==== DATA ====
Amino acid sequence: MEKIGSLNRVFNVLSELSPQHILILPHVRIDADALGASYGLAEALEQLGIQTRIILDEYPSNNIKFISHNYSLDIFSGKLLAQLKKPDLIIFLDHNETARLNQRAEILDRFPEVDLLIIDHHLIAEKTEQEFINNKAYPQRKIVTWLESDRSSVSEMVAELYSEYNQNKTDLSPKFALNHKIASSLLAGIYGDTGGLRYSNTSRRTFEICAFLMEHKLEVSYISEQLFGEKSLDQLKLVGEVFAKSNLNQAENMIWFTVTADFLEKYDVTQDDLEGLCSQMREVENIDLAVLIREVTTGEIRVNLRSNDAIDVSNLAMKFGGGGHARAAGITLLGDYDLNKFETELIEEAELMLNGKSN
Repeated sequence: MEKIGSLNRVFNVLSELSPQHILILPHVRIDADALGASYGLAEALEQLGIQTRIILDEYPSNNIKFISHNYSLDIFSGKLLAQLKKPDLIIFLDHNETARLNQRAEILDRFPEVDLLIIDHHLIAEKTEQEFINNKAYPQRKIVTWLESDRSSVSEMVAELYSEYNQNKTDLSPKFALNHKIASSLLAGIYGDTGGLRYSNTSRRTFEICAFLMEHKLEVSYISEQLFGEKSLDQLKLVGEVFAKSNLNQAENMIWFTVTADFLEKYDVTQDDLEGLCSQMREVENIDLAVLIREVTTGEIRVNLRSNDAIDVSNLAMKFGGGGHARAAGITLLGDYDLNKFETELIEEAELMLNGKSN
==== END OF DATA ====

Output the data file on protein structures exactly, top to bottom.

Amino acid sequence: MEKIGSLNRVFNVLSELSPQHILILPHVRIDADALGASYGLAEALEQLGIQTRIILDEYPSNNIKFISHNYSLDIFSGKLLAQLKKPDLIIFLDHNETARLNQRAEILDRFPEVDLLIIDHHLIAEKTEQEFINNKAYPQRKIVTWLESDRSSVSEMVAELYSEYNQNKTDLSPKFALNHKIASSLLAGIYGDTGGLRYSNTSRRTFEICAFLMEHKLEVSYISEQLFGEKSLDQLKLVGEVFAKSNLNQAENMIWFTVTADFLEKYDVTQDDLEGLCSQMREVENIDLAVLIREVTTGEIRVNLRSNDAIDVSNLAMKFGGGGHARAAGITLLGDYDLNKFETELIEEAELMLNGKSN
Repeated sequence: MEKIGSLNRVFNVLSELSPQHILILPHVRIDADALGASYGLAEALEQLGIQTRIILDEYPSNNIKFISHNYSLDIFSGKLLAQLKKPDLIIFLDHNETARLNQRAEILDRFPEVDLLIIDHHLIAEKTEQEFINNKAYPQRKIVTWLESDRSSVSEMVAELYSEYNQNKTDLSPKFALNHKIASSLLAGIYGDTGGLRYSNTSRRTFEICAFLMEHKLEVSYISEQLFGEKSLDQLKLVGEVFAKSNLNQAENMIWFTVTADFLEKYDVTQDDLEGLCSQMREVENIDLAVLIREVTTGEIRVNLRSNDAIDVSNLAMKFGGGGHARAAGITLLGDYDLNKFETELIEEAELMLNGKSN